Travelling with a firearm (in general)
I've actually seen this scenario, where there has been an assumption by the (US) traveller that they would just be able to enter another country with their firearm.
However, as @Mark Mayo states, each country has their own laws in this regard. It's important to realise other countries are likely to have much stricter rules.
Typically, as long as you follow the rules of your local airport / carrier, you'll find out about local restrictions without too much issue. This means declaring that you have your handgun at the earliest opportunity (at border control / customs etc.) on departure and entry. However, it's much wiser to find this out in advance (or you risk having your property confiscated - and / or potentially face criminal prosecution).
For example, if you travel to Canada with your handgun, as long as you declare it at border control, they'll usually just inform you that you can't bring it in without a licence - and often give you the option of not travelling to Canada or allow you into Canada without your gun (I believe they retain it until your return).
Similarly, the UK requires a licence (in the form of a visitor's permit) to bring a gun into the UK. However, that gun has to conform to UK rules - your handgun would be a prohibited weapon (banned) and you won't have a UK legal reason to possess any gun (self-defence).
If you declare it at customs, they won't allow it in the UK - but you're unlikely to be prosecuted if you've been open and honest about what you're carrying. Disguise that fact (as @Thorsten S. says) and you're likely to be arrested and imprisoned - illegal possession does carry a 5 year minimum sentence.
Concealed weapons and their use
First, I'd probably reconsider where you intend to travel to. If you're going on holiday, I'd imagine it'd be much more relaxing and enjoyable to go somewhere where you don't feel the need to be armed. If you're travelling on business, your employer is generally expected to provide appropriate security for any "high-risk" nations.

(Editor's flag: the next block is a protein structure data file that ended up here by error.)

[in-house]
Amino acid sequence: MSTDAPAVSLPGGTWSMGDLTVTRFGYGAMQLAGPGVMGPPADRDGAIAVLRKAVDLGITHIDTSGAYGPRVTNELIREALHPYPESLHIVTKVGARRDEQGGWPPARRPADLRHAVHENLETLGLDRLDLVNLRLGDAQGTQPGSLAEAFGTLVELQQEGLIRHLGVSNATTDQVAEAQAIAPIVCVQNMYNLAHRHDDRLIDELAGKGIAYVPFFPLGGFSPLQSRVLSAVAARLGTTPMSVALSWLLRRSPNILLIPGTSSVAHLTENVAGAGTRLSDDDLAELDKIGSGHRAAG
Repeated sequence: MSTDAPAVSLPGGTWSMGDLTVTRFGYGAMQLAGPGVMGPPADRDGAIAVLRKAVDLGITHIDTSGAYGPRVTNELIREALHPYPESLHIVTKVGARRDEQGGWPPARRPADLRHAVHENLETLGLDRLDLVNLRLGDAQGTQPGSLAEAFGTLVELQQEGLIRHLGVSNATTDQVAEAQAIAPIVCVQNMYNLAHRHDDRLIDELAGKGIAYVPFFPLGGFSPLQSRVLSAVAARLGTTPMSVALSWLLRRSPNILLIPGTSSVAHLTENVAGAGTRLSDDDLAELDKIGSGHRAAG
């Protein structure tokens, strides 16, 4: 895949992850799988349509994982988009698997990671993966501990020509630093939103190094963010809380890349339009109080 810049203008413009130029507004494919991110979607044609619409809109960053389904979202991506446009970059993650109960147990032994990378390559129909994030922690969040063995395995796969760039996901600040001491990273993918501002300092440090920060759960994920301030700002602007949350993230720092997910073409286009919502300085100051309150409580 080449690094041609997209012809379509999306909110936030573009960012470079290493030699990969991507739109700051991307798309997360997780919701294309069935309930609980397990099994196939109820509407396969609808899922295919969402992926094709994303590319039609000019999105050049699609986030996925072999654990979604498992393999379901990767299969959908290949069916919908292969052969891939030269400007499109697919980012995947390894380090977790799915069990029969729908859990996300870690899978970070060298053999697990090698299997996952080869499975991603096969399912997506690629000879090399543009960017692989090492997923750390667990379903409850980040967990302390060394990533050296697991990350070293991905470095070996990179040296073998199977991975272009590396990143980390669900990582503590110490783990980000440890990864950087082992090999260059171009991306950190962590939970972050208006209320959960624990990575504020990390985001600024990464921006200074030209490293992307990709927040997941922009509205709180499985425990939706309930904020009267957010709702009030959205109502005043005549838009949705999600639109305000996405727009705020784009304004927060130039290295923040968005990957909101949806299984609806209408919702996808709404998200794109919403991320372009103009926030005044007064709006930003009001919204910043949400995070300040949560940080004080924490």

If you find a country where you can bring a your firearm (which is likely to be rare for purposes other than sport and hunting), there will probably also be strict rules about how and where you carry and use it.
Every place you visit and each building you enter may have different rules to what you're used to - really, border entry would be the least of your concerns. It really would be a minefield of situations where you could land yourself in trouble (either with the authorities or someone misinterpreting your intentions). I'd strongly suggest that you don't place yourself at risk in this way.
Very broadly, you shouldn't take anything to another country unless you are fully aware of its legal status there.
Obviously not an exhaustive list - but key topics are:
- Weapons (knives, firearms etc.).
- Chemicals (including explosives).
- Fresh food.
- Plants and animals.
- Money (in larger quantities, the actual amount will vary - often by currency too) or "cash equivalents" such as precious metals/stones, market-holdings and bonds.
- Sensitive information (consider religious states and kingdoms with lèse majesté laws), religious writings and pornography.
- Drugs (legal or otherwise).
It's not a coincidence that most countries ask you to sign a declaration, mentioning the above list (in various forms) on entry.
Being a citizen of another country does not grant you any special exemptions over local laws in the country you're visiting.